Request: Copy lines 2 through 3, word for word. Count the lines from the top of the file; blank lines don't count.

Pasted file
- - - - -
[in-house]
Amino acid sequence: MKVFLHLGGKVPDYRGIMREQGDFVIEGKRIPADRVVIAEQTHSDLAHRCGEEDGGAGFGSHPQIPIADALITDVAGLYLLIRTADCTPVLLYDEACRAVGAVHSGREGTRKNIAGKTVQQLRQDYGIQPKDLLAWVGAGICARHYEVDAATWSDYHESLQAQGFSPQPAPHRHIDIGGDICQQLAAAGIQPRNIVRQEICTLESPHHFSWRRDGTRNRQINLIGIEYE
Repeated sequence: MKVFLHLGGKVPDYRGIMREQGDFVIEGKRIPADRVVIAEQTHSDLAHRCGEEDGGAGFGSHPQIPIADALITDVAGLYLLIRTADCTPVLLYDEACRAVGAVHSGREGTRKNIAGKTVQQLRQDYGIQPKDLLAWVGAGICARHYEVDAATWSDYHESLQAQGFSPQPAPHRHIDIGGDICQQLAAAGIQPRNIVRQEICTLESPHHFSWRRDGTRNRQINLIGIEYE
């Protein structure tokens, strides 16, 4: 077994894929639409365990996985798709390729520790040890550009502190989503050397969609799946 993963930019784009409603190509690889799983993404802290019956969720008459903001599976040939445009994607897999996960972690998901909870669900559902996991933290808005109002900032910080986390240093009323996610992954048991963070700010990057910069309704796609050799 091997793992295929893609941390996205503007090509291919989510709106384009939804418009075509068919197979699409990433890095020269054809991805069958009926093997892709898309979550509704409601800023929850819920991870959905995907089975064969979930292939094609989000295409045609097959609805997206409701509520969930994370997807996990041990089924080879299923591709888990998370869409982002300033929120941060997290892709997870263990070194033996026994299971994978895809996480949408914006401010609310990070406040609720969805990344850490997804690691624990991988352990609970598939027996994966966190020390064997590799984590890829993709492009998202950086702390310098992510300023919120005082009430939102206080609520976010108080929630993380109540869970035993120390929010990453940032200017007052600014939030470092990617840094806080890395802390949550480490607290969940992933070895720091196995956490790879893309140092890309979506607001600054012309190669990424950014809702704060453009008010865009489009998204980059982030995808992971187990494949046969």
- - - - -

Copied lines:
Amino acid sequence: MKVFLHLGGKVPDYRGIMREQGDFVIEGKRIPADRVVIAEQTHSDLAHRCGEEDGGAGFGSHPQIPIADALITDVAGLYLLIRTADCTPVLLYDEACRAVGAVHSGREGTRKNIAGKTVQQLRQDYGIQPKDLLAWVGAGICARHYEVDAATWSDYHESLQAQGFSPQPAPHRHIDIGGDICQQLAAAGIQPRNIVRQEICTLESPHHFSWRRDGTRNRQINLIGIEYE
Repeated sequence: MKVFLHLGGKVPDYRGIMREQGDFVIEGKRIPADRVVIAEQTHSDLAHRCGEEDGGAGFGSHPQIPIADALITDVAGLYLLIRTADCTPVLLYDEACRAVGAVHSGREGTRKNIAGKTVQQLRQDYGIQPKDLLAWVGAGICARHYEVDAATWSDYHESLQAQGFSPQPAPHRHIDIGGDICQQLAAAGIQPRNIVRQEICTLESPHHFSWRRDGTRNRQINLIGIEYE